The purpose of our journals is to assist us in balancing a precinct if there is a discrepancy ie: someone signed the roster, took the ballot, and did not deposit it into the scanner (thus, we would be sort a ballot). When I was approached about a problem in a Concord precinct, a concern that multiple vote-by-mail ballots were being returned without the presenter being asked about the ballots, I asked that person to identify the precinct so I could read the journal to see if there was anything about rejecting vote-by-mail ballots. That precinct was never identified. I have 482 precincts, 482 journals. Knowing the exact precinct would vastly improve my chances to see if there was anything in that journal that could help me.

  • Gus Morrison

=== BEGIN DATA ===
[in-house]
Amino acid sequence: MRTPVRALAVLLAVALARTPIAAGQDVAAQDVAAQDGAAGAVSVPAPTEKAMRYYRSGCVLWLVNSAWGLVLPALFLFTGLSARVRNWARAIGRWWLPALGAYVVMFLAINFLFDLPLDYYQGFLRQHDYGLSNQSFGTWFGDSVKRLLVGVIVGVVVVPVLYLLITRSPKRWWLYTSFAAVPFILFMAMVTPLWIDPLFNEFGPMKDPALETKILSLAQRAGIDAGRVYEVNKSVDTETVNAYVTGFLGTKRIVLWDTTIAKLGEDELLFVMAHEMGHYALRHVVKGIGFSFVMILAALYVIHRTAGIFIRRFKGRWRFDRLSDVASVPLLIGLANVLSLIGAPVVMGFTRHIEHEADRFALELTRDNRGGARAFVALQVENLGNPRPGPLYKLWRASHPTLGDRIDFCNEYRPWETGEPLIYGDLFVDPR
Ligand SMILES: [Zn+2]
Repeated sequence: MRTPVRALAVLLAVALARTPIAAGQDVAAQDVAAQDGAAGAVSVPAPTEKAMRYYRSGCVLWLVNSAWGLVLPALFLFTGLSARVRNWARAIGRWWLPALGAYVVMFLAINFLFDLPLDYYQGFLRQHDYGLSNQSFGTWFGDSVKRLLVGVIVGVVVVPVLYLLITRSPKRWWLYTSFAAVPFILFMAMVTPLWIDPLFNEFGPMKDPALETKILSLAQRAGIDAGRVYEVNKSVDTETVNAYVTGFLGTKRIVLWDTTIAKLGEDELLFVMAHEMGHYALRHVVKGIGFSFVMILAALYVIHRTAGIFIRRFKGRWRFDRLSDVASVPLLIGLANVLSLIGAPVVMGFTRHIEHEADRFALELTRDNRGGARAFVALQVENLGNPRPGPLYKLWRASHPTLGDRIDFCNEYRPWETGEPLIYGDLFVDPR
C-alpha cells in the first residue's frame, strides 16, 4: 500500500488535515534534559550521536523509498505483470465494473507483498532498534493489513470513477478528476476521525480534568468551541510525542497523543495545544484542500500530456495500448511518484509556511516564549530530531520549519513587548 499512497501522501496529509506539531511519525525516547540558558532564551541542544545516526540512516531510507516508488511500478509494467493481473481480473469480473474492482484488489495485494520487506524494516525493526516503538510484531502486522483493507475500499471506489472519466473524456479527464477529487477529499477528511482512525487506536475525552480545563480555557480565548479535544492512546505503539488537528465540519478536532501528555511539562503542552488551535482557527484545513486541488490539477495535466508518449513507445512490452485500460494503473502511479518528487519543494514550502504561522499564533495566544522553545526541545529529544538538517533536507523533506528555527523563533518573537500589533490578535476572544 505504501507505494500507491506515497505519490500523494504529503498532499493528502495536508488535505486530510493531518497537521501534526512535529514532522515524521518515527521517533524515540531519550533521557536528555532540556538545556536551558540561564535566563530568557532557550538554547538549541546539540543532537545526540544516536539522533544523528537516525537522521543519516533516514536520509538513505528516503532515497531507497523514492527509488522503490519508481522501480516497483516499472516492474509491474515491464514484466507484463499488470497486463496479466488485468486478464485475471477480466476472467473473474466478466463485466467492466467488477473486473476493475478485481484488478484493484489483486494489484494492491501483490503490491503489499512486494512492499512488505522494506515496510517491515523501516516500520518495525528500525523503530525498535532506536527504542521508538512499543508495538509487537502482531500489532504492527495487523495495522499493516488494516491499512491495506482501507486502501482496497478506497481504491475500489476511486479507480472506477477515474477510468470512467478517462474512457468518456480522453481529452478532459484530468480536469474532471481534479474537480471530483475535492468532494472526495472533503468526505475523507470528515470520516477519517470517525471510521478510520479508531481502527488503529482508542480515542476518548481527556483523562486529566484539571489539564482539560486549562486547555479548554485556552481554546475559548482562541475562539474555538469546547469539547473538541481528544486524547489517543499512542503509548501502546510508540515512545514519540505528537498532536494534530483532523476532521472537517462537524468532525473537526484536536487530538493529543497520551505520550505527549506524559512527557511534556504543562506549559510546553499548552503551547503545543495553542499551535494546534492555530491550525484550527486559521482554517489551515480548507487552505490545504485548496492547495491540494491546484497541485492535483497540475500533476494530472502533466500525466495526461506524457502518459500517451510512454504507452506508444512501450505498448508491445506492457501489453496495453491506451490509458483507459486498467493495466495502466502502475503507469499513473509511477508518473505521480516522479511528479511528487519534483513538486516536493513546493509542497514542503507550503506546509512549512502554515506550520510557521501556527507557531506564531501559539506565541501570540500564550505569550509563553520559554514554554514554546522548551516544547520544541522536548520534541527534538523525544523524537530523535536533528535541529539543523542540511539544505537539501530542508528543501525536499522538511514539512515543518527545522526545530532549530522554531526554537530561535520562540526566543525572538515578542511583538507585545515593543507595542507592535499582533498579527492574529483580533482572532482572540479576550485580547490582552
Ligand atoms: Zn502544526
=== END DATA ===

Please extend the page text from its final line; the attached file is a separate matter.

I actually had a comment written because I read the post just as you described it, but I thought it would just prolong an argument of little import.

    The president of the company I retired from had a poster in his office. It said, “Never get into a mud wrestling contest with a pig. You both get dirty and the pig likes it.”

    Good thing to remember, Steve. And thanks for all the things I learned from your posts on this blog. I almost wish I lived in Contra Costa County so I could vote for you. Almost.

  • Common Tater

    “I should just keep quit and allow all concerned to rest in peace.”

    Absolutely true and that’s where you should have ended your post.

  • ted ford

    I think that Steve Weir is probably the most meticulous and ethical Registrar of Voters in the State of California. I know it’s a bit of a hunch and it’s impossible to have all the data, but I have hired a number of people in my day. I expect that if one were to do a broadly based search to fill such a position, he’d be the top pick.